Administrative assistants work to ensure the efficient and effective operation of a company or organization, and they may only need a high school diploma to secure a position. However, some employers prefer to hire assistants with postsecondary education.
Administrative assistants assist in running the operations of a business or department. Most administrative assistants have completed one- or two-year programs in office administration; career education in this field can bring individuals many employment opportunities.
|Career Titles||Secretaries and Administrative Assistants||Executive Secretary||Medical Secretary|
|Education Requirements||High school diploma or equivalent||High school diploma or equivalent; some employers prefer those with a bachelor's degree||High school diploma or equivalent; medial terminology courses may be useful|
|Projected Job Growth (2014-2024)*||3%||-6%||21%|
|Median Salary (2015)*||$33,910||$53,370||$33,040|
Source: *U.S. Bureau of Labor Statistics
Administrative assistants may be high school graduates who have received on-the-job training, although most have completed one-year or two-year programs in office administration. Administrative assistant training programs are usually offered at vocational, technical or community colleges. In addition to learning administrative duties, students also learn to work with office equipment, and various software and word processing programs.
Courses in the Field
Students learn to operate a variety of office machines, including copiers, printers, facsimiles, typewriters, calculators and telephones. Additionally, they learn business practices, and develop problem-solving and leadership skills. Administrative assistant programs may include courses, such as business law, intro to computer technology, keyboarding, bookkeeping, business applications, business math, databases and Microsoft Office applications.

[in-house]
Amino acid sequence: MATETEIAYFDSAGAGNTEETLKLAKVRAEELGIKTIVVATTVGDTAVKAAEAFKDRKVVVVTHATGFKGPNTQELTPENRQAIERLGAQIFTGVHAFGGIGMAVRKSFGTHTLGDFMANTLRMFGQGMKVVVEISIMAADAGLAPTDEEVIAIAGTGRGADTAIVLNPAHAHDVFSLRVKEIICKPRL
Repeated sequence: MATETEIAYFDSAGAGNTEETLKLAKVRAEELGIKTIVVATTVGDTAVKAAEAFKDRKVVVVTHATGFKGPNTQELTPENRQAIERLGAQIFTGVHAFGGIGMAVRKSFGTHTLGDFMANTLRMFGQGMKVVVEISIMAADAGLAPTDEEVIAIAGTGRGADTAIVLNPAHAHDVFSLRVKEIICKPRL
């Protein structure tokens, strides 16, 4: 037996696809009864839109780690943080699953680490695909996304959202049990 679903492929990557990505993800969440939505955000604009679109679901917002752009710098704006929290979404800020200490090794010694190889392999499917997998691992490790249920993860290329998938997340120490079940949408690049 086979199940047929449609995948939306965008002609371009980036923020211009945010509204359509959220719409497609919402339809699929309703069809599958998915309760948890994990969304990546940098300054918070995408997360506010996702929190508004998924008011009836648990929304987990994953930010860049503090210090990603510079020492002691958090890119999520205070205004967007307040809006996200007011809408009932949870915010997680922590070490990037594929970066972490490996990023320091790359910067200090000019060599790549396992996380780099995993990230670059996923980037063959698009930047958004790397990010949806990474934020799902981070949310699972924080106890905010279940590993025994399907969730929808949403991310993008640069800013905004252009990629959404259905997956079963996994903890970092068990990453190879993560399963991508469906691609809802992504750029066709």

Certification and Advancement
Developing proficiency in office skills is a major aspect for administrative assistants. Positions of advancement often come after experience on-the-job and by completion of continuing education or training. Although administrative assistants are typically not required to obtain certification, many organizations offer certifications for secretaries and administrative assistants.
Obtaining certification may require experience on-the-job and passing specific competency tests. Some organizations or certifications include International Association of Administrative Professionals, Certified Professional Secretary, Legal Secretaries International and Certified Virtual Assistant.
Administrative assistants provide various office support services. The level of responsibility and exact duties may vary greatly depending upon job title and place of employment. Some administrative assistants specialize in specific fields, such as medicine or law. Administrative assistants take care of the day-to-day operations of an office or business, while often performing clerical work and training new employees.
Economic and Salary Outlook
Employment of administrative assistants and secretaries was predicted by the U.S. Bureau of Labor Statistics (BLS) to grow 3% between 2014 and 2024. Medical secretaries would see a better-than-average growth of 21% during that time and employment of executive administrative assistants and executive secretaries was expected to decrease by 6%. In 2015, the median annual wage for executive administrative assistants and executive secretaries was $53,370, according to the BLS.
While a high school diploma or GED may suffice to land you a position as an administrative assistant, many of those working in this field complete one- to two-year office administration programs at community colleges or vocational schools. Employment opportunities for executive secretaries are expected to decrease during the 2014-2024 decade, while those for secretaries, administrative assistants, and medical secretaries are projected to increase.